• The American Academy of Pediatrics and both physicians recommend HPV immunizations, anytime from age nine through 26.  This series of three vaccinations prevent infections that can cause cervical cancer and oral and genital warts.  The immunization against HPV is only effective as a prevention measure, not as a cure. 

    For Women

    • Pap:  This test for cervical cancer should typically be done once every three years, beginning at age 21.
    • Mammogram:  This test to detect breast cancer should be done yearly, beginning at age 40, unless there is a family history of breast cancer, which means beginning testing before the age of 40.

    For Men

    • Prostate Cancer Screening:  Beginning at age 50, men should submit to either a blood test or rectal exam to detect prostate cancer.  African-American and other minority men, or men with increased risk factors should begin tests at age 40.
    • Colon Cancer Screenings:  At age 50, men should undergo a colonoscopy to detect colon cancer, and repeat this test every 10 years.

    For all adults

    • Yearly flu shots are recommended, particularly for those with chronic medical conditions, such as heart, lung or kidney disease.
    • Tetanus shots are recommended every 10 years.
    • Pneumonia vaccines are recommended for adults age 65 or older.
    • Shingles vaccines are recommended after age 60.  Shingles vaccines are  given to prevent developing the disease and decreasing long term effects in the event that shingles still occurs after vaccination, says Dr. Williams.

    MedStar Southern Maryland Hospital Center wishes you a happy, healthy New Year!  For more information about scheduling a physical, finding a doctor or learning about our hospital, visit

  • March 09, 2016
    The bariatric surgery program at has been accredited as a Comprehensive Center under the Metabolic and Bariatric Surgery Accreditation and Quality Improvement Program (MBSAQIP).
  • March 04, 2016
    Cancer Care and Infusion Services (CCIS) at MedStar St. Mary’s Hospital recently received a donation for $3,334 from Ledo Pizza’s corporate office in Annapolis, Maryland.
  • March 04, 2016

    Procedure Reduces Recovery Time and Patients Experience Less Pain

    Washington, D.C., March 4, 2016– Kaniya Brown of Accokeek, Maryland, has returned to running after a devastating knee injury. The track star tore her anterior cruciate ligament (ACL) while playing soccer. ACL tears are common sports injuries that often require surgery, followed by months of rehabilitation. Instead, Kaniya underwent an innovative procedure that repairs the ACL, allowing for quicker recovery and less pain.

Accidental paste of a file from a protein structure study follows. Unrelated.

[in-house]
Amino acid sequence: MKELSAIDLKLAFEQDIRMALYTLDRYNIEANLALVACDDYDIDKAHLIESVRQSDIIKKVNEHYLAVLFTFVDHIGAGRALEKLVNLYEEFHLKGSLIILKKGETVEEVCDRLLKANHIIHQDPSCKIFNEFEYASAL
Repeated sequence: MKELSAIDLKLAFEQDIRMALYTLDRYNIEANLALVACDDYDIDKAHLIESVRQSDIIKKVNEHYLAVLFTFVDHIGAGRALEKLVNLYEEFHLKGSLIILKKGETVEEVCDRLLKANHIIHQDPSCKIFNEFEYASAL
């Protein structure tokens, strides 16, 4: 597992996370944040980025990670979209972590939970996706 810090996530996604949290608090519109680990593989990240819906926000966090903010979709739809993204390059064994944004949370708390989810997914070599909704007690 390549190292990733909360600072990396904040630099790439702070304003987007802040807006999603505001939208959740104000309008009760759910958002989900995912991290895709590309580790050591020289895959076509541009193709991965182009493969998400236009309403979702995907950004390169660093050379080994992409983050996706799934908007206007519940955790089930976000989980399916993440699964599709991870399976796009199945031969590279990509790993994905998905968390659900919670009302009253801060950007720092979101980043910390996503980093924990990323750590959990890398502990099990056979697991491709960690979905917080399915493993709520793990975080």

Conventional ACL surgery requires the orthopaedic surgeon to drill tunnels through the bones on either side of the knee joint and replace the torn ACL with a tendon graft, usually from the patient’s own body. With the new, minimally invasive approach, the ACL is repaired with an internal brace. An orthopaedic surgeon passes a high tensile-strength, braided suture through the repaired ligament in the knee, to provide additional support while the ligament is healing. The suture functions internally like a knee brace.

    “It is minimal trauma to the knee,” said Wiemi Douoguih, MD, an orthopaedic surgeon with MedStar Orthopaedic Institute at MedStar Washington Hospital Center. “Since it’s located inside the knee joint, it’s more effective than an external knee brace and the innovative suture technique helps speed up recovery time." 

    Two weeks after her surgery, Kaniya started walking. Nearly five months later, Kaniya resumed running and played soccer, too. She hopes to compete on the track team at the University of Maryland Eastern Shore where she’s a freshman.

    An estimated 200,000 ACL injuries occur annually. The rate of injury is higher in people who play high-risk sports, such as basketball, football, skiing and soccer. 

    Published studies in the American Journal of Sports Medicine finds only about 43 percent of high school and college football players who have undergone conventional ACL surgery are able to return to play at their pre-injury level. And data collected for the past 20 years shows that as many as 61 percent of patients develop symptomatic arthritis, and up to 36 percent of patients will have recurrent ACL tears. 

    “Prior to this, the results were less than perfect and we’ve been searching for a solution that would pose the least amount of trauma to patients and minimize long-term problems,” added Dr. Douoguih.

    Learn more about the cutting-edge procedure and Kaniya’s return to a sport she loves in the video below.

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    MedStar Washington Hospital Center is a 926-bed, major teaching and research hospital. It is the largest private, not-for-profit hospital in the nation’s capital, among the 100 largest hospitals in the nation and a major referral center for treating the most complex cases. U.S.News & World Report consistently ranks the hospital’s cardiology and heart surgery program as one of the nation’s best. It also is a respected top facility in the areas of cancer, diabetes & endocrinology, Ear, Nose & Throat, gastroenterology & GI surgery, geriatrics, gynecology, nephrology, pulmonology and urology. It operates MedSTAR, a nationally-verified level I trauma center with a state-of-the-art fleet of helicopters and ambulances, and also operates the region’s only adult Burn Center.

  • March 03, 2016
    Being doused with chocolate syrup is not often included in a high school lesson plan, but it was all in a day’s work at MedStar Southern Maryland Hospital Center’s MiniMedical School.